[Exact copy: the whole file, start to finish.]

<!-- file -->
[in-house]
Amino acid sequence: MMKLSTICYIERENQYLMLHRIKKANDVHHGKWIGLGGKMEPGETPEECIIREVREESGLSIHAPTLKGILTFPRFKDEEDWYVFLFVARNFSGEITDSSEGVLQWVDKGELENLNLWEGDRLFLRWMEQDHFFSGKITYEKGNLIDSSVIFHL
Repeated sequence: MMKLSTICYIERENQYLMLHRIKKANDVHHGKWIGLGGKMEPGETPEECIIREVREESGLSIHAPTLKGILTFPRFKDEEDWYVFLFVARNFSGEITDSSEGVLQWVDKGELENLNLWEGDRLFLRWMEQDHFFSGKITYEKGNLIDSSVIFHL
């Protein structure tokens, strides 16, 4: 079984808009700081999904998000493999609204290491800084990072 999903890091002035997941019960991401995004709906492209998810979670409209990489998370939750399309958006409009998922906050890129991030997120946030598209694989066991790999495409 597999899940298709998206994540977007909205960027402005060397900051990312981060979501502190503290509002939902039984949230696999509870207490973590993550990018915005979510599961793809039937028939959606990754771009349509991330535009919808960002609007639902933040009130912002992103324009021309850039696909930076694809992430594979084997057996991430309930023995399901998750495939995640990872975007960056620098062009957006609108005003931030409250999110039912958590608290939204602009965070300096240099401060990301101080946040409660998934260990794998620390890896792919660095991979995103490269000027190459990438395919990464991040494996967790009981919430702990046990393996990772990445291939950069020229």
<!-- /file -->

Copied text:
[in-house]
Amino acid sequence: MMKLSTICYIERENQYLMLHRIKKANDVHHGKWIGLGGKMEPGETPEECIIREVREESGLSIHAPTLKGILTFPRFKDEEDWYVFLFVARNFSGEITDSSEGVLQWVDKGELENLNLWEGDRLFLRWMEQDHFFSGKITYEKGNLIDSSVIFHL
Repeated sequence: MMKLSTICYIERENQYLMLHRIKKANDVHHGKWIGLGGKMEPGETPEECIIREVREESGLSIHAPTLKGILTFPRFKDEEDWYVFLFVARNFSGEITDSSEGVLQWVDKGELENLNLWEGDRLFLRWMEQDHFFSGKITYEKGNLIDSSVIFHL
């Protein structure tokens, strides 16, 4: 079984808009700081999904998000493999609204290491800084990072 999903890091002035997941019960991401995004709906492209998810979670409209990489998370939750399309958006409009998922906050890129991030997120946030598209694989066991790999495409 597999899940298709998206994540977007909205960027402005060397900051990312981060979501502190503290509002939902039984949230696999509870207490973590993550990018915005979510599961793809039937028939959606990754771009349509991330535009919808960002609007639902933040009130912002992103324009021309850039696909930076694809992430594979084997057996991430309930023995399901998750495939995640990872975007960056620098062009957006609108005003931030409250999110039912958590608290939204602009965070300096240099401060990301101080946040409660998934260990794998620390890896792919660095991979995103490269000027190459990438395919990464991040494996967790009981919430702990046990393996990772990445291939950069020229």